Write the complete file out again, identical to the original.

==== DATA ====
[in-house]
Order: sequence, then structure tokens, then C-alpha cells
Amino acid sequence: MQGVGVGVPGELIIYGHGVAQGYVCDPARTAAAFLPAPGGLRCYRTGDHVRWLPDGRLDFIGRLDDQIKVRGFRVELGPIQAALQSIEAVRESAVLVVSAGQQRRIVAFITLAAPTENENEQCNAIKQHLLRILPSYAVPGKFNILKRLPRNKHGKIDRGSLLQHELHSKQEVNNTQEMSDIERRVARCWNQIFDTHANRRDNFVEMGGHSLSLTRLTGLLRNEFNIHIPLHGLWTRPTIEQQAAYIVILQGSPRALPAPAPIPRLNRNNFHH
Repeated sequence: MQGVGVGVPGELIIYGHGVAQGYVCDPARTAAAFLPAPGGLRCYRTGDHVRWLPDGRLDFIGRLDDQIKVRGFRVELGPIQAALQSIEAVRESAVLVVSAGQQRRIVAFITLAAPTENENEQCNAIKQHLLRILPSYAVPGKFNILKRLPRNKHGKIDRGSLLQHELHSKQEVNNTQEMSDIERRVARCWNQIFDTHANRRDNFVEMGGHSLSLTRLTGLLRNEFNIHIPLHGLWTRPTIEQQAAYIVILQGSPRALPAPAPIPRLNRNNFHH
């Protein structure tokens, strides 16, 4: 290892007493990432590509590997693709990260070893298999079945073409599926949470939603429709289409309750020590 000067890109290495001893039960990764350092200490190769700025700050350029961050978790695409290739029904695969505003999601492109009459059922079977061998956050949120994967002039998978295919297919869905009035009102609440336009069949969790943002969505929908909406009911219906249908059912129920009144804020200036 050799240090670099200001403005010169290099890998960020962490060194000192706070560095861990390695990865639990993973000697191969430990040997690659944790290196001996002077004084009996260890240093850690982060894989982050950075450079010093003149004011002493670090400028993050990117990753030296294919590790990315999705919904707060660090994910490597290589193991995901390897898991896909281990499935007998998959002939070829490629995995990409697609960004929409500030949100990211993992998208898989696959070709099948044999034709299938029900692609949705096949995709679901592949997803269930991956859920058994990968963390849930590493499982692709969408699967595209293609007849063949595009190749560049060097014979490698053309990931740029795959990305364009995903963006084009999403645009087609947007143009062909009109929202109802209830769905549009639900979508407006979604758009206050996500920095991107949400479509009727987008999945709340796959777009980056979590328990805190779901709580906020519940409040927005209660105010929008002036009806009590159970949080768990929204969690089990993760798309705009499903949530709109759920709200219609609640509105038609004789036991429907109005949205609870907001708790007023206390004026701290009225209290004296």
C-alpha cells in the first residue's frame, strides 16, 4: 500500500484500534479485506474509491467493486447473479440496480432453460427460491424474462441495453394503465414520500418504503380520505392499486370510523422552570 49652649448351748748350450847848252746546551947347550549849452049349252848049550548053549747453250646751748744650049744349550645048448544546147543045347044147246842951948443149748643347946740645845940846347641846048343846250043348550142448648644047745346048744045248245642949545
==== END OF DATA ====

[in-house]
Order: sequence, then structure tokens, then C-alpha cells
Amino acid sequence: MQGVGVGVPGELIIYGHGVAQGYVCDPARTAAAFLPAPGGLRCYRTGDHVRWLPDGRLDFIGRLDDQIKVRGFRVELGPIQAALQSIEAVRESAVLVVSAGQQRRIVAFITLAAPTENENEQCNAIKQHLLRILPSYAVPGKFNILKRLPRNKHGKIDRGSLLQHELHSKQEVNNTQEMSDIERRVARCWNQIFDTHANRRDNFVEMGGHSLSLTRLTGLLRNEFNIHIPLHGLWTRPTIEQQAAYIVILQGSPRALPAPAPIPRLNRNNFHH
Repeated sequence: MQGVGVGVPGELIIYGHGVAQGYVCDPARTAAAFLPAPGGLRCYRTGDHVRWLPDGRLDFIGRLDDQIKVRGFRVELGPIQAALQSIEAVRESAVLVVSAGQQRRIVAFITLAAPTENENEQCNAIKQHLLRILPSYAVPGKFNILKRLPRNKHGKIDRGSLLQHELHSKQEVNNTQEMSDIERRVARCWNQIFDTHANRRDNFVEMGGHSLSLTRLTGLLRNEFNIHIPLHGLWTRPTIEQQAAYIVILQGSPRALPAPAPIPRLNRNNFHH
């Protein structure tokens, strides 16, 4: 290892007493990432590509590997693709990260070893298999079945073409599926949470939603429709289409309750020590 000067890109290495001893039960990764350092200490190769700025700050350029961050978790695409290739029904695969505003999601492109009459059922079977061998956050949120994967002039998978295919297919869905009035009102609440336009069949969790943002969505929908909406009911219906249908059912129920009144804020200036 050799240090670099200001403005010169290099890998960020962490060194000192706070560095861990390695990865639990993973000697191969430990040997690659944790290196001996002077004084009996260890240093850690982060894989982050950075450079010093003149004011002493670090400028993050990117990753030296294919590790990315999705919904707060660090994910490597290589193991995901390897898991896909281990499935007998998959002939070829490629995995990409697609960004929409500030949100990211993992998208898989696959070709099948044999034709299938029900692609949705096949995709679901592949997803269930991956859920058994990968963390849930590493499982692709969408699967595209293609007849063949595009190749560049060097014979490698053309990931740029795959990305364009995903963006084009999403645009087609947007143009062909009109929202109802209830769905549009639900979508407006979604758009206050996500920095991107949400479509009727987008999945709340796959777009980056979590328990805190779901709580906020519940409040927005209660105010929008002036009806009590159970949080768990929204969690089990993760798309705009499903949530709109759920709200219609609640509105038609004789036991429907109005949205609870907001708790007023206390004026701290009225209290004296």
C-alpha cells in the first residue's frame, strides 16, 4: 500500500484500534479485506474509491467493486447473479440496480432453460427460491424474462441495453394503465414520500418504503380520505392499486370510523422552570 49652649448351748748350450847848252746546551947347550549849452049349252848049550548053549747453250646751748744650049744349550645048448544546147543045347044147246842951948443149748643347946740645845940846347641846048343846250043348550142448648644047745346048744045248245642949545